A Comprehensive Guide to Medical Malpractice Lawsuits

Medical malpractice is much more common than most people realize. Disturbingly, the British Medical Journal (BMJ) found that over a quarter of a million Americans die each year from medical malpractice—greater than the entire population of Orlando, Florida. 

This sobering statistic reveals medical malpractice to be America’s third-leading cause of death, behind only heart disease and cancer. Read on to learn all about medical malpractice lawsuits and how to get compensation.

What Is Medical Malpractice?

What Is Medical Malpractice?

Medical malpractice occurs when a healthcare professional’s treatment of their patient falls below the generally accepted standard of care. 

Because healthcare professionals possess training and experience, this standard of care is much higher than it is for, say, a “Good Samaritan” passerby who rendered first aid at the scene of a traffic accident. Failure to act when action is required can also constitute medical malpractice.

Medical malpractice is based on medical negligence, and it is negligence (at least) that you must prove to win. The legal elements of a medical malpractice lawsuit are:

  • A pre-existing doctor-patient relationship. This element might not be present, for example, in the “Good Samaritan” incident described above. In almost every other situation, this element is present.
  • A specific duty of care. You must establish that the healthcare provider owed you a duty of care, given the specific facts of the case. You might need an expert witness to establish this, as it is very circumstantial. 
  • The defendant breached their duty of care. That means they did something they shouldn’t have done or they didn’t do something they should have done.
  • The plaintiff suffered physical harm. A “good scare” arising from the mistaken diagnosis of a terminal disease in a healthy patient is (usually) not enough. Nevertheless, once you prove physical harm, you can recover for the accompanying emotional distress.
  • The defendant’s breach of duty was the actual cause of the plaintiff’s harm. In other words, absent the breach of duty, the harm would never have occurred.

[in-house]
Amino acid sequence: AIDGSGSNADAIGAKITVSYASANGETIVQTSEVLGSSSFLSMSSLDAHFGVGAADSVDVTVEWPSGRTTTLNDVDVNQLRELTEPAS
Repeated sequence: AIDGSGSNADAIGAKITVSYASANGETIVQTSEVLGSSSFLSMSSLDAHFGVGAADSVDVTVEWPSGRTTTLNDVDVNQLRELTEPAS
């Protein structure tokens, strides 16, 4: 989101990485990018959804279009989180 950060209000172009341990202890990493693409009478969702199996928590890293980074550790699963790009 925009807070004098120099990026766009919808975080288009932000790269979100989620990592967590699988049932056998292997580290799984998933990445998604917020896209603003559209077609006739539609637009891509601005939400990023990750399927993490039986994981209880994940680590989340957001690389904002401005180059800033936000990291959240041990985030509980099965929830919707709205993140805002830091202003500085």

• The plaintiff’s harm was a foreseeable consequence of the defendant’s breach of duty (this is called proximate cause). Freak accidents do not generate liability even if the “actual cause” element is present.

To win your medical malpractice claim, you must prove every one of these five elements of medical malpractice by a “preponderance of the evidence” standard.

Can You Use Expert Witnesses in Settlement Negotiations?

Yes, you can—and they can be quite effective at securing a generous settlement. The general advice is to increase the likelihood of settlement by showing the opposing party you are ready to win at trial. 

Producing a competent expert witness who is willing to testify in your favor goes a long way toward proving you can win at trial. And if the opposing party is still too stubborn to settle, take them to trial.

Controversies Involving the Use of Expert Witnesses

Expert witnesses are an occasional feature of many different types of personal injury claims. In medical malpractice claims, by contrast, the use of expert witnesses is routine. 

Very often, both sides call expert witnesses who testify in contradiction to each other. Thus the proceedings become a “battle of the experts” in which the credibility of the experts determines which side wins. 

Following is a list of some controversies that arise because of the use of expert witnesses:

  • Paid expert witnesses. Paying witnesses is routine, but this practice does raise questions about objectivity. When the defense is the party paying the witness, is it any wonder that the expert’s testimony favors the defense?
  • Qualifications. Not all experts require PhDs in their field of expertise. Nevertheless, it’s one thing for an opposing lawyer to question a witness’s qualifications on the stand in front of a jury. It’s another thing to refuse to allow the jury to hear the witness’s testimony in the first place.